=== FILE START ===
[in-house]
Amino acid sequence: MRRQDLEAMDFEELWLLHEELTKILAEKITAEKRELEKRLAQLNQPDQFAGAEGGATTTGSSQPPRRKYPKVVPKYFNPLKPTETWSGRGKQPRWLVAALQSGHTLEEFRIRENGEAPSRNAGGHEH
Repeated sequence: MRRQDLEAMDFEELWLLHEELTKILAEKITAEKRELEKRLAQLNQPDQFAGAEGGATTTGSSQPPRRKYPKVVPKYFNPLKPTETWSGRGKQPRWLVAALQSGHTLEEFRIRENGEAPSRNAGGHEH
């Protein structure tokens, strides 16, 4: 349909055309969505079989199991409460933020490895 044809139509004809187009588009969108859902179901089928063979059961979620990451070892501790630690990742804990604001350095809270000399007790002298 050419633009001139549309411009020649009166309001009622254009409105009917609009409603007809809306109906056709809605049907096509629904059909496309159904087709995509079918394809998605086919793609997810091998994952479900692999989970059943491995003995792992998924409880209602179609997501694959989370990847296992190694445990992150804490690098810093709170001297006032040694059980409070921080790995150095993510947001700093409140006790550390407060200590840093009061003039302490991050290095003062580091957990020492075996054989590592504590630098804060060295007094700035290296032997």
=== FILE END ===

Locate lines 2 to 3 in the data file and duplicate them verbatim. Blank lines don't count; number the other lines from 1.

Amino acid sequence: MRRQDLEAMDFEELWLLHEELTKILAEKITAEKRELEKRLAQLNQPDQFAGAEGGATTTGSSQPPRRKYPKVVPKYFNPLKPTETWSGRGKQPRWLVAALQSGHTLEEFRIRENGEAPSRNAGGHEH
Repeated sequence: MRRQDLEAMDFEELWLLHEELTKILAEKITAEKRELEKRLAQLNQPDQFAGAEGGATTTGSSQPPRRKYPKVVPKYFNPLKPTETWSGRGKQPRWLVAALQSGHTLEEFRIRENGEAPSRNAGGHEH